• Assist activities of daily living such as walking, getting in and out of bed, bathing, dressing, feeding, using the toilet, establishing bowel programs, preparing special diets, managing established enteral feedings, etc. primarily for the purpose of meeting personal rather than medical needs, which is not specific therapy for an illness or injury and is not skilled care.
    • Perform activities not requiring intervention by skilled personnel.
    • Provide treatment consisting of custodial care, respite care, or other services that are desired because of the unavailability or caregiver(s).
    • Provide maintenance care by family members, health aides or other unlicensed individuals after an acute medical event when an individual has reached the maximum level of physical or mental function and is not likely to make a further significant improvement.
  3. Hourly home health aide or homemaker service.
  4. Constant, individualized skilled nursing care provided in a hospital inpatient setting.
  5. Skilled nursing services are not medically necessary for the patient’s medical condition, even if provided on a daily basis.
  6. Solely for convenience.
  7. Stable medical condition.
  8. Services to allow the individual’s family to work or to provide respite for the family.
  9. Reasonable and necessary services as defined below:
    – Services must be consistent with prevailing, accepted standards of medical practice.
    – Services must represent a specific and effective treatment for the patient’s condition.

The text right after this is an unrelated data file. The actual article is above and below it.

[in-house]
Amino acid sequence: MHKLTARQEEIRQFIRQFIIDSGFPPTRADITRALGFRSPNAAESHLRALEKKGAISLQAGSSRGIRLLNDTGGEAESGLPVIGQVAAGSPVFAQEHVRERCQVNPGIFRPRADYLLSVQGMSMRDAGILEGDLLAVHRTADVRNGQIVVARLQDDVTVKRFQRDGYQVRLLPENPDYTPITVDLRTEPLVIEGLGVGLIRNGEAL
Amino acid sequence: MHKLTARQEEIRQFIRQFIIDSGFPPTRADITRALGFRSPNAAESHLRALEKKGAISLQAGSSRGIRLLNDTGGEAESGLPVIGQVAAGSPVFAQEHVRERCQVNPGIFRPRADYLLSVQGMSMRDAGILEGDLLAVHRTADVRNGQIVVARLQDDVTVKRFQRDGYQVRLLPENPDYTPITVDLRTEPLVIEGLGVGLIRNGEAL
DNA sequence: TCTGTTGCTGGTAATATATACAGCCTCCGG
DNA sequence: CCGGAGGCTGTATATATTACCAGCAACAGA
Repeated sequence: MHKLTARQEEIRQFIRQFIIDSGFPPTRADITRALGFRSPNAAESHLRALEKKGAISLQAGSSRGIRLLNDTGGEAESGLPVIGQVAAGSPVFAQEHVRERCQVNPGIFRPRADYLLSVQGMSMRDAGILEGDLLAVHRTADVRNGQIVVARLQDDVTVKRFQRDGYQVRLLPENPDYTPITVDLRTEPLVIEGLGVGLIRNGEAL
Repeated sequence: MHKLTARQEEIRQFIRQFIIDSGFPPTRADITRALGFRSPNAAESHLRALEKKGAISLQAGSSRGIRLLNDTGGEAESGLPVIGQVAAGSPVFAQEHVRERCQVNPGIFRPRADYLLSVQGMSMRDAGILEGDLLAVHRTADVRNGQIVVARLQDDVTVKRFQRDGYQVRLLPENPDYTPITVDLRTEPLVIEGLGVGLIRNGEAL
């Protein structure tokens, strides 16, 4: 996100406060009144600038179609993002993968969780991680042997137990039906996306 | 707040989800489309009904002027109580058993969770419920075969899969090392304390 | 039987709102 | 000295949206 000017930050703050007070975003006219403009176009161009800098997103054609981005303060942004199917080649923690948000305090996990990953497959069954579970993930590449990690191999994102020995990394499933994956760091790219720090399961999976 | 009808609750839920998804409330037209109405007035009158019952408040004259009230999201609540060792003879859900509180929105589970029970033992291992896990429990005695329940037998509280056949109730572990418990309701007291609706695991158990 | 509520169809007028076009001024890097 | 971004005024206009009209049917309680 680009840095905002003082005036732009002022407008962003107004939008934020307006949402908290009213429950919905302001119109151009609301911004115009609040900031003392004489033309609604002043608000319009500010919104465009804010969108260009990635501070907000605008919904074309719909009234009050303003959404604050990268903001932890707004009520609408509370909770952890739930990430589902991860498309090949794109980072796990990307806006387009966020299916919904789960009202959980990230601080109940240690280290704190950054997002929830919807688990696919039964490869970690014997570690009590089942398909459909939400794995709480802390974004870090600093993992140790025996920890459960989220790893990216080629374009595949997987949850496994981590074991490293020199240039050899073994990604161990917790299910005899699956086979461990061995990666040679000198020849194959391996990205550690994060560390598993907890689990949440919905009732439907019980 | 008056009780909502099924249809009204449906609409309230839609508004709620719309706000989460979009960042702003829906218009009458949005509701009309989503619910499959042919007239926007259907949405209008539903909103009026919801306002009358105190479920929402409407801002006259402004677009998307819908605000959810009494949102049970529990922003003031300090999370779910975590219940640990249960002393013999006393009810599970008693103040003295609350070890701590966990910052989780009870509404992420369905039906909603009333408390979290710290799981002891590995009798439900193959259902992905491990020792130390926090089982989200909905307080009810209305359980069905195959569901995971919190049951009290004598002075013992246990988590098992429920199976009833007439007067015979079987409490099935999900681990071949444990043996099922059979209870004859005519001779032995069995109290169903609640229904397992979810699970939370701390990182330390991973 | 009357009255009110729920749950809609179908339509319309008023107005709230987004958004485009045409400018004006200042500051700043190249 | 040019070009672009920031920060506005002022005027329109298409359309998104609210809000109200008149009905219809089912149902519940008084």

– Services must be of a level of complexity that they can be safely and properly performed only by qualified, licensed, clinical personnel.

Progress Summaries

Initially, written weekly private duty nursing notes are required for assessing the need to extend a private duty nursing service, in order to determine if the individual has reached his/her optimal level of recovery and that a caregiver has been taught to assume care.

For continued requests for private duty nursing, private duty nursing notes with measurable long and short-term goals and a plan of care are required. The frequency of these updates is determined by the case manager, but at least monthly. These updates may be done telephonically at the discretion of the case manager.

Hourly skilled documentation of the actual time the services are provided to include but not limited to:

Acute mechanical ventilation with:

  • Hourly assessment of lung sounds
  • Tracheal suctioning at least every 1-2 hours
  • Respiratory treatments
  • Documentation including a description and amount of secretion, pulse oximetry results, ventilator settings, tracheostomy assessment and care etc.

Acute and complex respiratory care with:

  • Hourly assessment of lung sounds
  • Tracheal suctioning at least 1-2 hours
  • Respiratory treatments
  • Documentation including a description and amount of secretions, pulse oximetry results, oxygen rate and route, tracheostomy assessment and care etc.

Acute and complex neurological care with:

  • Multiple seizure activity within the hour requiring IM/IV medication administration
  • Neurological nursing assessment
  • Episodic activity as needed

Case Management

All members receiving private duty nursing must be case managed. A case management plan of care must be developed with input from the member, caregiver, physician and home health nurse. Home health skilled nursing criteria are not applicable in approving private duty nursing benefits. The authorization of private duty nursing is a separate and distinct function from the authorization of skilled nursing and is performed using the private duty nursing guidelines listed above

It is recognized that, in some circumstances, lay family members and friends can be trained to safely and effectively provide chronic services that are typically considered skilled, e.g. pharyngeal suctioning or gastrostomy feedings.